We conclude today with a four-part series of homilies that has run concurrently with our parish cluster’s consecration to Jesus through Mary. You will recall that began this series of homilies by reflecting on Jesus’ question to Simon Peter, “Do you love me more than these?” This question is the most important question that we will have to answer in our lives. Jesus asks us, “Do you love me?” Mary gives us a pre-eminent example of what it means to say “yes” to this question. Throughout her life on this earth, Mary loved Jesus with a singular and motherly love. We can grow in our love for Jesus by contemplating how Mary loves our Lord and God and by allowing that contemplation to draw us closer to Christ.
In the next homily, we reflected on hearing the voice of Jesus, our good shepherd. We find it difficult to embrace being sheep because we know that sheep are unintelligent and incapable of making decisions for themselves. We, on the other hand, like to think of ourselves as intelligent, independent citizens in a free society. We regard with great suspicion anyone who claims absolute, unconditional obedience. But Jesus does claim precisely this kind of obedience from us. When we hear our Lord calling us, the appropriate response is, “Let it be done to according to your word.” Mary gives us an excellent example of such total obedience. She also reminds just how sweet the voice of Jesus is and the tenderness that He has for each one of us.
Last week, we took something of a detour and reflected on how Jesus is making all things new in our parish cluster. Many of us here are very far from perfection, but we give thanks to God for the little miracles that He continuously works in our midst. We especially thank Him for the work of renewal that He has been doing in our parish cluster. Jesus makes all things new through the Cross. This means that when we follow Jesus on this road to renewal, we will stumble and fall plenty of times. As she was there for her Son, Mary is there for us along the way to comfort us as we continue our pilgrimage.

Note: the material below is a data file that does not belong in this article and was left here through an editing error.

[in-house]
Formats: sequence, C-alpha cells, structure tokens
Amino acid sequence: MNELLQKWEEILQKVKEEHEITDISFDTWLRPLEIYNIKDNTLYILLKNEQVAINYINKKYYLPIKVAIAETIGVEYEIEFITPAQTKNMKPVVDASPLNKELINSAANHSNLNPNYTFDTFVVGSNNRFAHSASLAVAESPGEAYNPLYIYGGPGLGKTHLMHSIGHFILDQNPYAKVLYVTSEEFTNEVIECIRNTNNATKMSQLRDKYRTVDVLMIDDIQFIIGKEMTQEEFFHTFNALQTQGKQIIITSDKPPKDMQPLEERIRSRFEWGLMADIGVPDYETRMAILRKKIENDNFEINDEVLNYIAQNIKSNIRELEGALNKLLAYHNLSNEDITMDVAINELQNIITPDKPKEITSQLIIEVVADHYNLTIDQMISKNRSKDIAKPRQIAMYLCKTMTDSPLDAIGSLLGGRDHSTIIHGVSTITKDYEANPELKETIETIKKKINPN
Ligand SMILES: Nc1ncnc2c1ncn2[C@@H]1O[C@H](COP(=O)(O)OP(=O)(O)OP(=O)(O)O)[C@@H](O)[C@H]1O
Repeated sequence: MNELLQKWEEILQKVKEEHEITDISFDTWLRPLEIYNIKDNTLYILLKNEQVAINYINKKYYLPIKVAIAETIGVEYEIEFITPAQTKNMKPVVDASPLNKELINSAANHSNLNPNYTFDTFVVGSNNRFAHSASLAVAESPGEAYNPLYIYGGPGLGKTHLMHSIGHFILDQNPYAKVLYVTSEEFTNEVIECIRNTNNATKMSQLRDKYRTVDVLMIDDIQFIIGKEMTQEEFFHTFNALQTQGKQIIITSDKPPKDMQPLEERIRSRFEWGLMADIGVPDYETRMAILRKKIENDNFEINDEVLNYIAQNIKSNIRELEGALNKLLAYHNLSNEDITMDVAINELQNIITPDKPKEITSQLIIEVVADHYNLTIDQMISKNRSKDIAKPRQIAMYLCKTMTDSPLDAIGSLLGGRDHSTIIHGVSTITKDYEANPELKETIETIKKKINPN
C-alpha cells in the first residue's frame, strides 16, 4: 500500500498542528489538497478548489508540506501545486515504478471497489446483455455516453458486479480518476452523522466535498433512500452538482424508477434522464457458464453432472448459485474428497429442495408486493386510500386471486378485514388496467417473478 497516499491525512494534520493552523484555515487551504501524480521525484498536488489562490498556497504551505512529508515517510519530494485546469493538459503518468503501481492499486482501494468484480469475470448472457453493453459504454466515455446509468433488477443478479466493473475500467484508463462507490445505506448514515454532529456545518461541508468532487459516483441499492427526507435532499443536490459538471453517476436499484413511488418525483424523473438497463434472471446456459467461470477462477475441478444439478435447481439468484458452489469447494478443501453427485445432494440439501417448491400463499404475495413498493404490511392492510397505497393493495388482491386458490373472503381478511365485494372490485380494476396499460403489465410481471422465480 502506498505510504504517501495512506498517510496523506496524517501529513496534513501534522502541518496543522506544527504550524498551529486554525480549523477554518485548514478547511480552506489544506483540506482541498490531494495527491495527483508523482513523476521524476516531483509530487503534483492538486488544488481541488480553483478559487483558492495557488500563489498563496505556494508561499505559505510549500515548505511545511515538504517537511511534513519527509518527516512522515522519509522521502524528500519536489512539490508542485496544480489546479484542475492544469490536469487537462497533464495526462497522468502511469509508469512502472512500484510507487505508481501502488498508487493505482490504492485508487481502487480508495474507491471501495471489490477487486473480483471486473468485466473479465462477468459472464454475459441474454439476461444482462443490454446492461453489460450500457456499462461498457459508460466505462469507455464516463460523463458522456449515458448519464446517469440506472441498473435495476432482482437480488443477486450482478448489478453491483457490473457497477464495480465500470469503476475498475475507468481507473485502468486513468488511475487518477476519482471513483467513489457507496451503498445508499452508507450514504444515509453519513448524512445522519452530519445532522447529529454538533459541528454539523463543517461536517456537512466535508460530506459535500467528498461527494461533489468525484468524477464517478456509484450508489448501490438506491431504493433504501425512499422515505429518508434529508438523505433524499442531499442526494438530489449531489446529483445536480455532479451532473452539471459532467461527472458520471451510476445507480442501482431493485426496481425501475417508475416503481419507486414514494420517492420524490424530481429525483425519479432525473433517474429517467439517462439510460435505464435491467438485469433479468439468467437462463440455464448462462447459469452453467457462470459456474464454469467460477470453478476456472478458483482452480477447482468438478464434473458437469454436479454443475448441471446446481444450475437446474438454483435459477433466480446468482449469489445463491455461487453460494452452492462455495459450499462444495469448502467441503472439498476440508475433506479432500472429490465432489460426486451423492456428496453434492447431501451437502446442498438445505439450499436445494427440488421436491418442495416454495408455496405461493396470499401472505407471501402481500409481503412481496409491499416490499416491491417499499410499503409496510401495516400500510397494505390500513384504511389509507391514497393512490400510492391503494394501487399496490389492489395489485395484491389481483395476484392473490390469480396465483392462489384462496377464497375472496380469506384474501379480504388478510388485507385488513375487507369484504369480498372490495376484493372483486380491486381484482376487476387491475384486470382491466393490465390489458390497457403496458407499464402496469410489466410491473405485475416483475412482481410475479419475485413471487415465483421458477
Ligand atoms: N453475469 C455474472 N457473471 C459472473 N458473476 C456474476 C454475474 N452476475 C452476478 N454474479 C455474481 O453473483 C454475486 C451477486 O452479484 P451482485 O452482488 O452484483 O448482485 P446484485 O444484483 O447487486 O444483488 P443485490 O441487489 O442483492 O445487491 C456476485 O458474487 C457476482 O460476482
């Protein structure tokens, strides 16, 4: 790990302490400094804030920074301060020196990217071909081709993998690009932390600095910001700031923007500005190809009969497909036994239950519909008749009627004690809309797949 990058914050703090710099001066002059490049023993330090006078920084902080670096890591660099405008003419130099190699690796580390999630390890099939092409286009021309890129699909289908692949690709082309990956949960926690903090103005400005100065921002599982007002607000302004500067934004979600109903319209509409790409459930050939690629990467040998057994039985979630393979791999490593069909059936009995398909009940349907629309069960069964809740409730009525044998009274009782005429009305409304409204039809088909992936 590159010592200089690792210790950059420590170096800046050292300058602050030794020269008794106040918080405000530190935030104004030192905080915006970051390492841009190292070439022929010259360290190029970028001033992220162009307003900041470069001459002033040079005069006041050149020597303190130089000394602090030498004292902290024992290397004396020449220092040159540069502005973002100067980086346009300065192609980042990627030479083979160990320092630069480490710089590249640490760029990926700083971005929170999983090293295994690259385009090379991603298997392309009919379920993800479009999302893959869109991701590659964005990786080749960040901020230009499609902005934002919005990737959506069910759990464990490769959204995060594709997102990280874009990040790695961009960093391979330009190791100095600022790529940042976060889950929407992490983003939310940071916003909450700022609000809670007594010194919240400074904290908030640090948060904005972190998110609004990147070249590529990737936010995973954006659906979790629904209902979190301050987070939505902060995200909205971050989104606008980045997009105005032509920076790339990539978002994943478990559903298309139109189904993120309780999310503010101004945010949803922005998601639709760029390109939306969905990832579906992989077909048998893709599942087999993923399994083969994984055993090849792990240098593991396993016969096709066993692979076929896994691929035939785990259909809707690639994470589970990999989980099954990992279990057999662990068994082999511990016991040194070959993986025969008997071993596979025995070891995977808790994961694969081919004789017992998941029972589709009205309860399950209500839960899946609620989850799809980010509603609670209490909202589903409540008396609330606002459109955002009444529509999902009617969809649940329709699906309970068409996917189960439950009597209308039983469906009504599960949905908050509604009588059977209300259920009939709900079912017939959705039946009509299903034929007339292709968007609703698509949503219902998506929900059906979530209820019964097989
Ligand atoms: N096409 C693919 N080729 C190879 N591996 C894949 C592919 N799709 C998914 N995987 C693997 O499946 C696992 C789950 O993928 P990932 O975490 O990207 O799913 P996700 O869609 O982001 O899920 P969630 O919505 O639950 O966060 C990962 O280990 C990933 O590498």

Today, we conclude the series of homilies with a reflection on receiving the Holy Spirit as Mary did. In this Sunday’s Gospel reading, Jesus promises to send the Holy Spirit to us as another Advocate. By receiving the Holy Spirit, the Blessed Trinity comes into us an lives in us. But how do we receive the gift of the Holy Spirit that Jesus promises to send us?
Here we do very well to look at how Mary received the Holy Spirit. When the archangel Gabriel came to her, he told her that she would conceive and bear a Son while still remaining a virgin. Perplexed, Mary asked how this thing could possibly happen. What did Gabriel say?
“The Holy Spirit will come upon you and the power of the Most High will overshadow you. Therefore he who will be born of you will be called the Son of God.”
We can hear a text for the Bible so frequently that we miss its meaning. Perhaps such is the case with the conversation between Gabriel and Mary. We have heard it so many times that we fail to grasp the radical nature of what it describes. And what does it describe?
God the Holy Spirit comes into or overshadows Mary. In doing so, Mary becomes the Holy Spirit’s spouse. Many Christians miss this point when they wonder why the Church has always believed at Joseph and Mary never consummated their marriage nor every had children together after Jesus was born. After Mary said yes, the Holy Spirit overshadowed her and she conceived. This imagery is spousal imagery. Joseph dared not touch Mary because he knew that she belonged totally to God….